His involvement with the Opera House did not end with plays.  Tom became interested in woodworking at a young age while watching his father, who had a woodworking shop in his basement.  He was one of several volunteers that were instrumental in the restoration of the interior of the Opera House, which started in 2001 and was completed in 2003.  Virtually all of the interior of the main floor and second story was renovated, including installing a new staircase and seating, matching, the originals, and new inside woodwork.

 His skill in woodworking is also helping him with another project—the restoration of a sailboat that he has in his shop just off Main Street in Elkader.  He has been working on it since the mid to late 1990s.

“I really enjoy sailing,” he said.  “The boat that I bought was originally built in the 1970s as a Canadian sailing ship.  It also served at the U. S. Naval Academy as a training vessel and was originally designed for a crew of 12.  I am refitting it for cruising and for a smaller crew.  There is a lot of finishing left to do, but the modifications are about done.”

Another section of Chandler’s shop is used for his other passion—car restoration.  His interest dates back to his boyhood.

“I think that I have always been interested in cars,” he said.  “I worked in a small engine repair shop in the basement of the Cresco Coast-to Coast.  That grew into car restoration.  I was self-taught.  I get the manuals and just go from there.  My brother and I got a vehicle running before I even had a driver’s license. It was out of necessity, because we really didn’t have the money to buy one that ran.  I also got involved in amateur racing, which was really exciting.”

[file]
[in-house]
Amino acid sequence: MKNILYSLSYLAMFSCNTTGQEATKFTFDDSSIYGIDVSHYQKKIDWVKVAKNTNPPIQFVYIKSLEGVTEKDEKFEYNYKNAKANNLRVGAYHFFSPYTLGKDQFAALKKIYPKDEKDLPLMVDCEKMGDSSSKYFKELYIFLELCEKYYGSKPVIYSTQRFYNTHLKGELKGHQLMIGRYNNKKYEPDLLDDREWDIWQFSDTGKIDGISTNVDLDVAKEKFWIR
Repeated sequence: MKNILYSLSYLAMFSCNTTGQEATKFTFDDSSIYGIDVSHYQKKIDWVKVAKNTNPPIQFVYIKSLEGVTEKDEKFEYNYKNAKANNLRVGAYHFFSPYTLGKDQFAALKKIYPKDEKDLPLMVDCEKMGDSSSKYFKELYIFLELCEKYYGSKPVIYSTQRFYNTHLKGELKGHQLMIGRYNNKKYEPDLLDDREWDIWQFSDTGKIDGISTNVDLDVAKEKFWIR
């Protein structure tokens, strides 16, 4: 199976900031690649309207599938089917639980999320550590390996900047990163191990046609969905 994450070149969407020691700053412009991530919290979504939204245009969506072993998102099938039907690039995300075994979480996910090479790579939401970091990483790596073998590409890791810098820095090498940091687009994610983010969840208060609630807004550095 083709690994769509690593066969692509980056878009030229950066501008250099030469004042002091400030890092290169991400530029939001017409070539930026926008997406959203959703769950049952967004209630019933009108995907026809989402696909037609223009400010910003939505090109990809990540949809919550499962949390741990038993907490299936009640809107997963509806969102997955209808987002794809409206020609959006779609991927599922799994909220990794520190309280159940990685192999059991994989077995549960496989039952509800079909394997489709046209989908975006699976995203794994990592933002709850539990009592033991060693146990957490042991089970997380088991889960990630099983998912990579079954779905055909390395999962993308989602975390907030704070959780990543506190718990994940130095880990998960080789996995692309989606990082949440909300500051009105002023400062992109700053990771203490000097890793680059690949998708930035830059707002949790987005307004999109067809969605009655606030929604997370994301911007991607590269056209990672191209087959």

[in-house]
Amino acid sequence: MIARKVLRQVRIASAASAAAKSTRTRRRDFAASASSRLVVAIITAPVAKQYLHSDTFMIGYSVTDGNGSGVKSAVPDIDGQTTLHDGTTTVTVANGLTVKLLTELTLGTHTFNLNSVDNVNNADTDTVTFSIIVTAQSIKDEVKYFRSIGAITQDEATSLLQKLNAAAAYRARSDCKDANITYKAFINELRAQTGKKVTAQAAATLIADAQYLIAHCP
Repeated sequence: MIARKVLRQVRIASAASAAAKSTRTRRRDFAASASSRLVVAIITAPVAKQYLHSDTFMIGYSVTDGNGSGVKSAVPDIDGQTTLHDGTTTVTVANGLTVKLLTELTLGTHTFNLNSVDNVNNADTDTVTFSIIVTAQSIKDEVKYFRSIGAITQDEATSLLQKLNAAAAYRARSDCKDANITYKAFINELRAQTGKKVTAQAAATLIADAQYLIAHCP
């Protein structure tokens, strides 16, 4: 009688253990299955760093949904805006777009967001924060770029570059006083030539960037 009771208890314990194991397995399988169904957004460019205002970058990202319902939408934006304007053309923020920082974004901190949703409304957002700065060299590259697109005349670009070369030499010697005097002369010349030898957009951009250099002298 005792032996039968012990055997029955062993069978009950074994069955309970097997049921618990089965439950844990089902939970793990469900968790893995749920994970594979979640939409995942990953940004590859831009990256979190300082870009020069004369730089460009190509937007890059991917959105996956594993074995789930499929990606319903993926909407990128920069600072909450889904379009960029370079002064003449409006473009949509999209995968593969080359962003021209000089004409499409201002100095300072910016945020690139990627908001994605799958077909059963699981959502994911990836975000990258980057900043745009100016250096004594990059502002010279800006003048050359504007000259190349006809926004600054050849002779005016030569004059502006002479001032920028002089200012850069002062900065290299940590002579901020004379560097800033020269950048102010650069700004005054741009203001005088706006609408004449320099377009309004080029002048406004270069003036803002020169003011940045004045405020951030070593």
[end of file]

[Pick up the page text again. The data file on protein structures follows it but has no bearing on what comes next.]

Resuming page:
Chandler now has a collection of 12 classic cars.  He recently built a 50x50 foot building next to his home to display them.  He also has another six or seven that are in various stages of repair.  If he cannot find original parts, he makes many of them in his shop, or scours catalogs to find ones that fit the bill.”

Volunteering also extends to Chandlers involvement with the George Meier Rural Heritage Museum in Elkader.  “Around 2010 or 2011 I started spending time sitting and talking with George,” he recalled.  “There was a 1915 Studebaker that George said had a locked up engine.  I talked him into letting me look at it, and not only did I get it running, he let me do some restoration on it as well.  I’m now Chairman of the Museum Board instead of just a car advisor.  As a result of my and some of the board member’s efforts, I was able to push for a new addition for the museum, which is now underway.”

Tom’s involvement with the Main Street Program started almost from the beginning. “I was on the board very early, and I helped get the application for the Elkader program approved,” he said.  “I have remained on the Design Committee since the committee’s inception.”

Volunteering and his hobbies have given Chandler a lot of satisfaction.  “It’s being able to share with other people,” he said.  The things that I enjoy are the variety of people, places and experiences that come with it.  It also gives a person a sense of accomplishment.  There hasn’t been a day that goes by that something good hasn’t come along.”